1. I've bought white truffle paste a couple of times after getting addicted at a food fair. I have to say that, upon examination, the stuff I bought was mostly made up of very thinly sliced regular white mushrooms plus white truffle oil (and even the oil can be entirely synthetic -- never saw a truffle).

              1. re: kandagawa

                Wow...$90.00 for 1.4 oz.

                Thanks for the link... I want to try this: http://www.agferrari.com/index.php/it...

                1. re: kandagawa

                  From your link:

                  "Aimo buys the paste from two brothers-in-law who produce it in Milan. During truffle season, the brothers take the one-hour jaunt to Alba to buy the best truffles available for their unparalleled truffle paste [...] The price of the tube is considerably less expensive than the cost of a top-quality fresh truffle "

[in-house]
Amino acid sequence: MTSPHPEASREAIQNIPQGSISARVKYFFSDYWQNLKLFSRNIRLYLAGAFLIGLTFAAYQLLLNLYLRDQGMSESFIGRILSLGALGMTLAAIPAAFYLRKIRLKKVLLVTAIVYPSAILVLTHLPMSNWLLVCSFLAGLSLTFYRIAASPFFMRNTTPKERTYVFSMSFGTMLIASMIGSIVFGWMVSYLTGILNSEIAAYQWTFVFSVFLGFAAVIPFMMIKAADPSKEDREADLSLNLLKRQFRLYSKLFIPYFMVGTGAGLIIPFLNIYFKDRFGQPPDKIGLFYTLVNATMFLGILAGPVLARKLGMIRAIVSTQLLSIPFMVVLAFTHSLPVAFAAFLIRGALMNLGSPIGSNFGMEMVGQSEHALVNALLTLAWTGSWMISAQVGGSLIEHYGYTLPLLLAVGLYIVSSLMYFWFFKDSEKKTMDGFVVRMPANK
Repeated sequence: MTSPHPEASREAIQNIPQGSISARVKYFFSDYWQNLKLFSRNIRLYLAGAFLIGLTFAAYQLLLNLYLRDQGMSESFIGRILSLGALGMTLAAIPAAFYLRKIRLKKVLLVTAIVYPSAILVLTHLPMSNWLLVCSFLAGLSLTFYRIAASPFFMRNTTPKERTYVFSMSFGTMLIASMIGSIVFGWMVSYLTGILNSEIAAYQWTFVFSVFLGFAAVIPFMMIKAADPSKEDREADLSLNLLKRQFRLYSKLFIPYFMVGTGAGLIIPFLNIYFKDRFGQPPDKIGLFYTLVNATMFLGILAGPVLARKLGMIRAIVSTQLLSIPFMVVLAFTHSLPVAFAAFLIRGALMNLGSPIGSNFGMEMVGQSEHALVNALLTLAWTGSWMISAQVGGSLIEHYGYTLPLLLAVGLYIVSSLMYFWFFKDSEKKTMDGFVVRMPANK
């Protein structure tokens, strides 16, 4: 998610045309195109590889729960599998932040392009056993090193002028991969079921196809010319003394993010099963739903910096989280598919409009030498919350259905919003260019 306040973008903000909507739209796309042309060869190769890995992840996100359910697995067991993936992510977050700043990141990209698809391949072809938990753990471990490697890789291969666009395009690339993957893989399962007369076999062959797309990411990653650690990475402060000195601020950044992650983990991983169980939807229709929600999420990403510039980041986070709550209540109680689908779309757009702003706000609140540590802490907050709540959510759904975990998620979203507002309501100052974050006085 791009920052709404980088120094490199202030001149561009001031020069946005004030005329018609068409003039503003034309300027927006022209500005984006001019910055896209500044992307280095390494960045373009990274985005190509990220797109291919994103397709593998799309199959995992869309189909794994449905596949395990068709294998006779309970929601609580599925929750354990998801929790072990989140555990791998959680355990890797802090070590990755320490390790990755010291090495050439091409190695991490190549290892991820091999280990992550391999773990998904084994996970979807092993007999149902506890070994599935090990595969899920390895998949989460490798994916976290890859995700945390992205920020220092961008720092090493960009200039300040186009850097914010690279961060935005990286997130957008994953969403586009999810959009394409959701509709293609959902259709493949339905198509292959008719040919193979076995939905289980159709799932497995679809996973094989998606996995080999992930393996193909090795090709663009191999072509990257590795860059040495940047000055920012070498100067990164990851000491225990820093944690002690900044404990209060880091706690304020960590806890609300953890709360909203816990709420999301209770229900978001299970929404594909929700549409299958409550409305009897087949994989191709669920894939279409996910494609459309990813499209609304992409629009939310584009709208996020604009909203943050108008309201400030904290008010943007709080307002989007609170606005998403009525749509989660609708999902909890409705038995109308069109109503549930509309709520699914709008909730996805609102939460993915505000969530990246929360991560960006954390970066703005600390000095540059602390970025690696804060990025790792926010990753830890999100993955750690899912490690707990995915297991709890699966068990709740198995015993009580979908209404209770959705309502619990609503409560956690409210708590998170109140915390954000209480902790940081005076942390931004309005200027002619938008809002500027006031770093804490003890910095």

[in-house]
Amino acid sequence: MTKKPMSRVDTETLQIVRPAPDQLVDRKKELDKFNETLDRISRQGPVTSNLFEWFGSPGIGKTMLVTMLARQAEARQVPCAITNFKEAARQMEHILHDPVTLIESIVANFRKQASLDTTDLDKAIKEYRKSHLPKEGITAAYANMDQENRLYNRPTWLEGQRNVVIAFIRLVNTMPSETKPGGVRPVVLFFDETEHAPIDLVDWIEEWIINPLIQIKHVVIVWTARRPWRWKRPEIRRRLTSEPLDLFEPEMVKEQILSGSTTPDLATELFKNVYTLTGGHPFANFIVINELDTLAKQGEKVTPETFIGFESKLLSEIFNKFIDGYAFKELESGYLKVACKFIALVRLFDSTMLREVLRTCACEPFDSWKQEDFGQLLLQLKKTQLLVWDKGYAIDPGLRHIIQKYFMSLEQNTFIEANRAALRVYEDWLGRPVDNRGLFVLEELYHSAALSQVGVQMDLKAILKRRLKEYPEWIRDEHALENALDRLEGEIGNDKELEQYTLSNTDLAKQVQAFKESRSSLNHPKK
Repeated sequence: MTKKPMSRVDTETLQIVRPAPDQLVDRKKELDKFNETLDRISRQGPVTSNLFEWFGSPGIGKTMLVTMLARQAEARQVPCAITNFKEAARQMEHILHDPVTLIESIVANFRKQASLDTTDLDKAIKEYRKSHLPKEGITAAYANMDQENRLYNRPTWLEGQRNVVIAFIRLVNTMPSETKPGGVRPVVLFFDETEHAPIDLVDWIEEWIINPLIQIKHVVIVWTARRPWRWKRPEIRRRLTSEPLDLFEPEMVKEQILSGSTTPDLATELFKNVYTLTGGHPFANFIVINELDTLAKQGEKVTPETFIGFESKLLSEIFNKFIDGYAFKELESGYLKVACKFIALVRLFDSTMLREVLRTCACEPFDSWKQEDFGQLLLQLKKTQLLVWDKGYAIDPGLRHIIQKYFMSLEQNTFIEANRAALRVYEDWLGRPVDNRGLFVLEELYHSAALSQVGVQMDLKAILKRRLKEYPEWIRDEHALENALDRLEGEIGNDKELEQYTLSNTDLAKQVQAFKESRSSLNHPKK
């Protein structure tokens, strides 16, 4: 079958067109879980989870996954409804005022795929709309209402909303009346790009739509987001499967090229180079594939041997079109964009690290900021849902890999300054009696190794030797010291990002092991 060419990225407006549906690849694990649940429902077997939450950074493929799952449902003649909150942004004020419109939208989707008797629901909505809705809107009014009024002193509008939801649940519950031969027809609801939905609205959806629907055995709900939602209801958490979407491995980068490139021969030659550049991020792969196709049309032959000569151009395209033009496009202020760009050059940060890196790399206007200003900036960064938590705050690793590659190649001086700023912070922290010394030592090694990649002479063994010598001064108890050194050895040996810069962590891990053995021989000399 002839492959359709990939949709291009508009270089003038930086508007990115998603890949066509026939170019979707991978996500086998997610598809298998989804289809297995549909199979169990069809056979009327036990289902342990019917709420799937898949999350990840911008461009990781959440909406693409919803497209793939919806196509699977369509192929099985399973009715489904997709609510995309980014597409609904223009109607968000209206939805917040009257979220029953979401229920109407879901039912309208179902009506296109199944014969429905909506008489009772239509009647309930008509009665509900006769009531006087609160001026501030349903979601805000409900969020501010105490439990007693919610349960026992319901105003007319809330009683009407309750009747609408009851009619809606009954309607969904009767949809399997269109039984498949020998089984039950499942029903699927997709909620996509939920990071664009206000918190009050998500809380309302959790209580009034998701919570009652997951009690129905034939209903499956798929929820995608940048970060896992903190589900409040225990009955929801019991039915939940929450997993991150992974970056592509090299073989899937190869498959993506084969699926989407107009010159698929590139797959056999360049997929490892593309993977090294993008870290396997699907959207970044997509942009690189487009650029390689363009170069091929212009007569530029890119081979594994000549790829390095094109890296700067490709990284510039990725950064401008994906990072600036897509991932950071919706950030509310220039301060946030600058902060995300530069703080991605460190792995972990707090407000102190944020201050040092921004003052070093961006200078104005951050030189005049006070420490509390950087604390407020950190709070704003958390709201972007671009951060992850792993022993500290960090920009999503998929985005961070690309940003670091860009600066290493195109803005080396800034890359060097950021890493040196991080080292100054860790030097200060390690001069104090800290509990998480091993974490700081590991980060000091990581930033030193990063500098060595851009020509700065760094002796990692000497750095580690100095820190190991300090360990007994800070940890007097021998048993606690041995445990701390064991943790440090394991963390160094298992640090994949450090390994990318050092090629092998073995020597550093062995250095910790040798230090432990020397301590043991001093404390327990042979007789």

LOL! Let me see if I understood correctly:
                  a) the brothers buy the fresh stuff
                  b) they process into paste
                  c) they package the product
                  d) they sell it to a distributor, who in turn sells to the public, ending up with a product that is "considerably less expensive" than the raw materials they started from.
                  Not counting labor, profits, &etc.

                  Did I say LOL! Sorry, I meant ROFLMAO !!!

                2. Not knowing what the recipe you want to try is for makes your question difficult to answer. The recipe *should* give a clue as to whether it's calling for white or black truffles. Sometimes terms like "winter" or "summer" are used, usually meaning black and white respectively, but not necessarily.